Kate’s perspective is that Sophie bottled it at the last minute and chose her career over their relationship which went uncorrected from that point on. The reality is that Jacob had a conversation with her where he outlined her options at that point and encouraged her to think hard about what she wants from life. It’s a really good moment that goes a long way towards explaining why Sophie is so loyal to him. The beauty of this is that Jacob isn’t telling her what to do; instead pointing out that any decision she makes will have widespread consequences and she has to make the decision that’s right for her. Sophie does ask him why he isn’t having the same conversation with Kate which is countered by Jacob saying that she’s fearless and has already made up her mind so nothing that is said will make any difference. He is a man who understands his daughter and understands how Sophie feels about her but also wants to make sure that Sophie considers her options at that point in her life carefully. Jacob’s dose of reality helps flesh out Sophie’s reason for not choosing Kate and enhances Sophie’s dynamic with him in the present day.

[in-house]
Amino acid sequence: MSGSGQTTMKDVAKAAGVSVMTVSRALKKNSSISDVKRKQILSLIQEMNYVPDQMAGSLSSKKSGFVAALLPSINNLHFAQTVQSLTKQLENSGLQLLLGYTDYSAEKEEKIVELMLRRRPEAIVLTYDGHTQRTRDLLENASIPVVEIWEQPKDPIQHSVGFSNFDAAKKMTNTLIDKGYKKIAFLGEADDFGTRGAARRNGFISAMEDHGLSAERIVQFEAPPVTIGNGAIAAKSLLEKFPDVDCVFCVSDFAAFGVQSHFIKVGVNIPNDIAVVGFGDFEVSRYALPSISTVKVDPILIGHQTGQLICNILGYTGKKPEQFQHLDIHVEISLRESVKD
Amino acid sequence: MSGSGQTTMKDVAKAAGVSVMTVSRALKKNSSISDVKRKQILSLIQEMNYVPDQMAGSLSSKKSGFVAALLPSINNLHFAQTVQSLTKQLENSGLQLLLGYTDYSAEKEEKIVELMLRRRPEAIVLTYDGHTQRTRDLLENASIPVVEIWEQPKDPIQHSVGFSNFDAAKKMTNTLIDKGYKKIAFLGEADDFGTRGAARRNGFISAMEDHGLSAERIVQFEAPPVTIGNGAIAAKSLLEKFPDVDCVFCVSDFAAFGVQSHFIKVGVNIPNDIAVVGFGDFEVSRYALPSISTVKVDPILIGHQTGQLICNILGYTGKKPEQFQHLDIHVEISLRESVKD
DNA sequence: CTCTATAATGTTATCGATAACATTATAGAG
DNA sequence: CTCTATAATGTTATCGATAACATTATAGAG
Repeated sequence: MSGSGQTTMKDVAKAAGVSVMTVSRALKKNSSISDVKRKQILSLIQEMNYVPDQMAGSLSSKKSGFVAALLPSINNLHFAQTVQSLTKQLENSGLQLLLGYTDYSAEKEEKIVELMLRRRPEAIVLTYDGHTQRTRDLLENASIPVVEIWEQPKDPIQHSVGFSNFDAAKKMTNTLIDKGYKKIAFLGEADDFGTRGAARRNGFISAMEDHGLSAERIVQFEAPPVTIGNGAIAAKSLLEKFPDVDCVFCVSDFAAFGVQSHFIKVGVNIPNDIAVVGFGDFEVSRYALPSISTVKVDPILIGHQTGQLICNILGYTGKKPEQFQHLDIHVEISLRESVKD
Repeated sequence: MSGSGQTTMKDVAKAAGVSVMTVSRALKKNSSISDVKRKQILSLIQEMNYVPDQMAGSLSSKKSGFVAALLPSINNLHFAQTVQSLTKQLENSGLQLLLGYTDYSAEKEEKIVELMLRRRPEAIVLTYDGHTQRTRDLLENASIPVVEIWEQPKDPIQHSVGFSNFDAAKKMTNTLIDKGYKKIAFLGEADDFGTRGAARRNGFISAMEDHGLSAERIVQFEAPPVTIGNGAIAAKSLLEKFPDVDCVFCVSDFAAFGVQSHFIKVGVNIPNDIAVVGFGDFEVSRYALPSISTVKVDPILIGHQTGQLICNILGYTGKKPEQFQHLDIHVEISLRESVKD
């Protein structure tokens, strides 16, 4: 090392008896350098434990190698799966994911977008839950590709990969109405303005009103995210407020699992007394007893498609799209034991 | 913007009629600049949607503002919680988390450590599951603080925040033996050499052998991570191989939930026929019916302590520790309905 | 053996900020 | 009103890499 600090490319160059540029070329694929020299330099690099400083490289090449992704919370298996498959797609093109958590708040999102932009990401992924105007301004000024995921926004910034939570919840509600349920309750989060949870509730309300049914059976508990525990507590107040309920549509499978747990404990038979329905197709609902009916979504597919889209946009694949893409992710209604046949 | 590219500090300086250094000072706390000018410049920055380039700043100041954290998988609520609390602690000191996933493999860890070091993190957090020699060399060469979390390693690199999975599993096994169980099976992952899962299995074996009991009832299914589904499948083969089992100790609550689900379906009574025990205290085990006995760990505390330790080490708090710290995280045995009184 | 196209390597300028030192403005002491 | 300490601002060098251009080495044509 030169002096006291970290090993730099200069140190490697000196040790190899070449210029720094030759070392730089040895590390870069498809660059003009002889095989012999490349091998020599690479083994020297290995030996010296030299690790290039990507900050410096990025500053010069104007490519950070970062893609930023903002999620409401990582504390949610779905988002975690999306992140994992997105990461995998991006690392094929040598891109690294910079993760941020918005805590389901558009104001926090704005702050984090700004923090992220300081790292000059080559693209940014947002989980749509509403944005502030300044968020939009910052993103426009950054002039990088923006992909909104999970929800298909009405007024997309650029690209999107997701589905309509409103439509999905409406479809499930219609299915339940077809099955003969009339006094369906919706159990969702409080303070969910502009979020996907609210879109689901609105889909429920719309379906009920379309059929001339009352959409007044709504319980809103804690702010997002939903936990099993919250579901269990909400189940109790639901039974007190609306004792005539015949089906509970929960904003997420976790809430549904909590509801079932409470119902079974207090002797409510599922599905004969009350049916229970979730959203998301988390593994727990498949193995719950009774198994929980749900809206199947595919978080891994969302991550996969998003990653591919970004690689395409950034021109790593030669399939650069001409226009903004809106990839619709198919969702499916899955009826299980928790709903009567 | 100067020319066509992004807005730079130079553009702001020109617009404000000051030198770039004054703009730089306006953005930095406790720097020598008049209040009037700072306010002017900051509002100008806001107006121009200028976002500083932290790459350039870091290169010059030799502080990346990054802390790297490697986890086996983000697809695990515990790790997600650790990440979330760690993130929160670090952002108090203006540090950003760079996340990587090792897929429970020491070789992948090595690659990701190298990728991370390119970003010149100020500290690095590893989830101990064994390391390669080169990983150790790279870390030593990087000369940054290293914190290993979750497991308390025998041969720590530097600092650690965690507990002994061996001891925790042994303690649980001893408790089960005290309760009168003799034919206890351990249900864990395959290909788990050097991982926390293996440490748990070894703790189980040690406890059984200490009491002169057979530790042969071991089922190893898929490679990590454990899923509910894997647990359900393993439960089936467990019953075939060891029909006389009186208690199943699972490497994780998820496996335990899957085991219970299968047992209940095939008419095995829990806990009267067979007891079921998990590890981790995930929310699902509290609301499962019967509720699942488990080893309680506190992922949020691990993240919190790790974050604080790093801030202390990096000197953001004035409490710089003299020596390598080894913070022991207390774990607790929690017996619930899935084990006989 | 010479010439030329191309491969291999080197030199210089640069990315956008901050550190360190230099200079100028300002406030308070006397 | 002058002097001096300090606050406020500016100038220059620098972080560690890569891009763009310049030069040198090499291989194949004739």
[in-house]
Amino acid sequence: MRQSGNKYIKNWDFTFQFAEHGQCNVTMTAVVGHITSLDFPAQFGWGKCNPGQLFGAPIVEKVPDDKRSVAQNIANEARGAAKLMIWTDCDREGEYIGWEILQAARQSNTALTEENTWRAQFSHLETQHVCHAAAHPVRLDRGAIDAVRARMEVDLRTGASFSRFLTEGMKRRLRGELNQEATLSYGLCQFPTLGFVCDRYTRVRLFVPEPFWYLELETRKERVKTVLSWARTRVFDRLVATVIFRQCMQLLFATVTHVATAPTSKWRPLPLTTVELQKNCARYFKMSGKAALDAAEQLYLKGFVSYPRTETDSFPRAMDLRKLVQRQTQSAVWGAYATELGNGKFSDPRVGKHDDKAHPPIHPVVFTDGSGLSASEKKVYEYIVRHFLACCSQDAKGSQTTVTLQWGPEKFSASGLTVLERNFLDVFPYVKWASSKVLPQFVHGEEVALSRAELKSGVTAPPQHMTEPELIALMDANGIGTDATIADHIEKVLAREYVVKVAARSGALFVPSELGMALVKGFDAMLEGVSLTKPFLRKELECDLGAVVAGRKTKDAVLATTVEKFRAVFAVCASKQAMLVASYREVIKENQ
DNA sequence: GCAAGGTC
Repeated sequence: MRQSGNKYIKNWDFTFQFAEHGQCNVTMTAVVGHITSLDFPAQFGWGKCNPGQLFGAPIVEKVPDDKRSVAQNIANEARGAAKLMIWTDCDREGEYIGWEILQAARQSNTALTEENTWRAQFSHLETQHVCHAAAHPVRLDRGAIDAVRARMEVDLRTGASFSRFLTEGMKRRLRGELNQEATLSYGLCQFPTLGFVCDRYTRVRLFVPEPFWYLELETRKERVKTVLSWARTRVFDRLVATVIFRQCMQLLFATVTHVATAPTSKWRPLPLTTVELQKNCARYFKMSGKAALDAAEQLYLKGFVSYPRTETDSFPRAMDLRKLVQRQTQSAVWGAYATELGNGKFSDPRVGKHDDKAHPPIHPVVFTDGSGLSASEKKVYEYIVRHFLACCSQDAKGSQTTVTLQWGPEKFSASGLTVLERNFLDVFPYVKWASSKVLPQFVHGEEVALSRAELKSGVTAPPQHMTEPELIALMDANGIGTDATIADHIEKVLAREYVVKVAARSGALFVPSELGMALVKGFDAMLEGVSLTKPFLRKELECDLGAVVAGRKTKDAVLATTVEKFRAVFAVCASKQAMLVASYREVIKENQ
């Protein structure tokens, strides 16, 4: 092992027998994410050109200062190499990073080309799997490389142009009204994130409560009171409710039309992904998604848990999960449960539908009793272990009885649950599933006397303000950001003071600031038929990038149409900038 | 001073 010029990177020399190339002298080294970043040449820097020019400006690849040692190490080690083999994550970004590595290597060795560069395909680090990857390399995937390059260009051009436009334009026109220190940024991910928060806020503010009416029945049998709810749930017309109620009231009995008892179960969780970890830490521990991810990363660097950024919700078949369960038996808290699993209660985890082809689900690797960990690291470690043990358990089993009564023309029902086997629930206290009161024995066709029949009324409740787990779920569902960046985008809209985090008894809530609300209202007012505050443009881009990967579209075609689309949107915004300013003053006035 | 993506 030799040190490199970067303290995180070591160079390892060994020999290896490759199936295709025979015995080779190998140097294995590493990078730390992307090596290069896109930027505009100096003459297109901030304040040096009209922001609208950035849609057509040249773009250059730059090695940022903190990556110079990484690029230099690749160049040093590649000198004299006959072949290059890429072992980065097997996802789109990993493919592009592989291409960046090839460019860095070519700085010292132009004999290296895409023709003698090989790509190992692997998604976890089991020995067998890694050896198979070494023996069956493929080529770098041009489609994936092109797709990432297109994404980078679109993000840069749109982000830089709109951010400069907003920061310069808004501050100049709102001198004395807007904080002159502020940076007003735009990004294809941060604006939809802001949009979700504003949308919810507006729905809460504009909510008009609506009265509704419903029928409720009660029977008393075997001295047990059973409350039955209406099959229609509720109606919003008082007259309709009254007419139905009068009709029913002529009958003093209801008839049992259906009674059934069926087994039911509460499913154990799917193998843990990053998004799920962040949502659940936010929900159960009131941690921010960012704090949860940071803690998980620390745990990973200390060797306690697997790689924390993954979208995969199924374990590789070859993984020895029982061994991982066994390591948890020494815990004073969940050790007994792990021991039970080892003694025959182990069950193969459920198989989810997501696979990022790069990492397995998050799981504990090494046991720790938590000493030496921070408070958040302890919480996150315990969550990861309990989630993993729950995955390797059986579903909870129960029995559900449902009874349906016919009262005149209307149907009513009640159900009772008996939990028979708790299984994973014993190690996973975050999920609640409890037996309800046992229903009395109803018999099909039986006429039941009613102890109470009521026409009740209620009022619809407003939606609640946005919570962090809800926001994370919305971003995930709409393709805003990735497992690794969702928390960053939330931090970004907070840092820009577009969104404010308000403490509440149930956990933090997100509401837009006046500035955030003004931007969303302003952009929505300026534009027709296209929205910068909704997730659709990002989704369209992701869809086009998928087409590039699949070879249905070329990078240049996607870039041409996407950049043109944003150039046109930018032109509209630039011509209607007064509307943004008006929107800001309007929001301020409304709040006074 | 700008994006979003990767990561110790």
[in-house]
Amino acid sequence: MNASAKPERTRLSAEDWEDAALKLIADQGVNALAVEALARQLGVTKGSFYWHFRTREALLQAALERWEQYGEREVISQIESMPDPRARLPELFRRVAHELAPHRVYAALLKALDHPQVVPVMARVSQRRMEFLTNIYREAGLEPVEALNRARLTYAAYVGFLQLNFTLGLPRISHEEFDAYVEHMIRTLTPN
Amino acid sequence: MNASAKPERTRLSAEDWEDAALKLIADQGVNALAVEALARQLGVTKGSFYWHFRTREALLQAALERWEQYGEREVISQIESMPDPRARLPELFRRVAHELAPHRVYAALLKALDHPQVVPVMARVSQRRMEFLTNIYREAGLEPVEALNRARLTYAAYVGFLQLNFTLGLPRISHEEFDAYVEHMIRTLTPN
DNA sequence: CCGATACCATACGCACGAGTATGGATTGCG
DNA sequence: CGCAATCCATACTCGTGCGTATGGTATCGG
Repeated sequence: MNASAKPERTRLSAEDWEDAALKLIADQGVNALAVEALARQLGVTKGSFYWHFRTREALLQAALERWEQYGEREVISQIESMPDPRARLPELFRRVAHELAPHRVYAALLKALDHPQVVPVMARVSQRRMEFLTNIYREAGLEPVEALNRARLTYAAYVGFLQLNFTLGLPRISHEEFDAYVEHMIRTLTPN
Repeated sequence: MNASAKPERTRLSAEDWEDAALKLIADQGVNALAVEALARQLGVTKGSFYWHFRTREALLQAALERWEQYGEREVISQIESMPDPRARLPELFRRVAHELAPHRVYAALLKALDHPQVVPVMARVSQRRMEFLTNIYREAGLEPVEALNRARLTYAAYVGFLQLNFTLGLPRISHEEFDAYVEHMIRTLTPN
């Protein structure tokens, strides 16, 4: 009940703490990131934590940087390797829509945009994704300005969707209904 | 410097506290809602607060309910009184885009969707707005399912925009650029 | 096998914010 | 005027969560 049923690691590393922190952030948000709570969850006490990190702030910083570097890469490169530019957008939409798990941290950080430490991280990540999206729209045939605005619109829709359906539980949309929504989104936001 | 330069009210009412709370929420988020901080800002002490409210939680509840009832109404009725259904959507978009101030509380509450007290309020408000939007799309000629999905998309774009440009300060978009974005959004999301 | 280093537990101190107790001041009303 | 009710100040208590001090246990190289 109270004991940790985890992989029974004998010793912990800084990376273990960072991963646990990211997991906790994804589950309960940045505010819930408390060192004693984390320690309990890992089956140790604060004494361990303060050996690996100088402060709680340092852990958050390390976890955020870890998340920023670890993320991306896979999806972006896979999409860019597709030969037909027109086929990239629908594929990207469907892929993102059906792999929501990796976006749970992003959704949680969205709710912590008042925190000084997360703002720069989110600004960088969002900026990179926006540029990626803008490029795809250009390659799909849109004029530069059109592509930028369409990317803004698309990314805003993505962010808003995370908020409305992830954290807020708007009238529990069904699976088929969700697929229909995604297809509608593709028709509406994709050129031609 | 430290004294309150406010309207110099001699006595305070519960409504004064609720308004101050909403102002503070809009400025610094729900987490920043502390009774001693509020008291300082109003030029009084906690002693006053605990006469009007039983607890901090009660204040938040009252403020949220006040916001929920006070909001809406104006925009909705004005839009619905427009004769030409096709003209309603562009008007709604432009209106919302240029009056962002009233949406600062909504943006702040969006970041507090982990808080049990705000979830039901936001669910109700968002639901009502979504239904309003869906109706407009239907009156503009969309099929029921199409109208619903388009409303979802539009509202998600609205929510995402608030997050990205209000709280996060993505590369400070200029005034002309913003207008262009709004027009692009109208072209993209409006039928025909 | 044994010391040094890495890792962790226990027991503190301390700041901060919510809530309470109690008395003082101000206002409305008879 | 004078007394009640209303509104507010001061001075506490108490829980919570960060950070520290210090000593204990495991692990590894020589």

That’s not to say this episode redeems Sophie because it really doesn’t but it is a small step in the right direction. The insight into her background through the mention of a homophobic family and the strong suggestion that she’s ashamed of her sexuality because she’s worried about how others will perceive her adds layers that begin to build up a picture of what she’s struggling with. The scene between Sophie and Kate in the restaurant where they are refused service because it’s apparently very common knowledge that Kate is a lesbian is a good summation of how secure they both are in their sexuality. Kate isn’t the least bit ashamed as shown by her loudly proclaiming that she’s gay in an effort to embarrass the owner. By contrast Sophie looks embarrassed which is a common reaction to such behaviour but it’s clear from other scenes that she’s reluctant to share that part of herself with anyone. Perhaps without the resistance to their relationship at the Academy Kate would have continued to bring her out of her shell but at this point she hides that aspect of herself because she isn’t comfortable expressing it.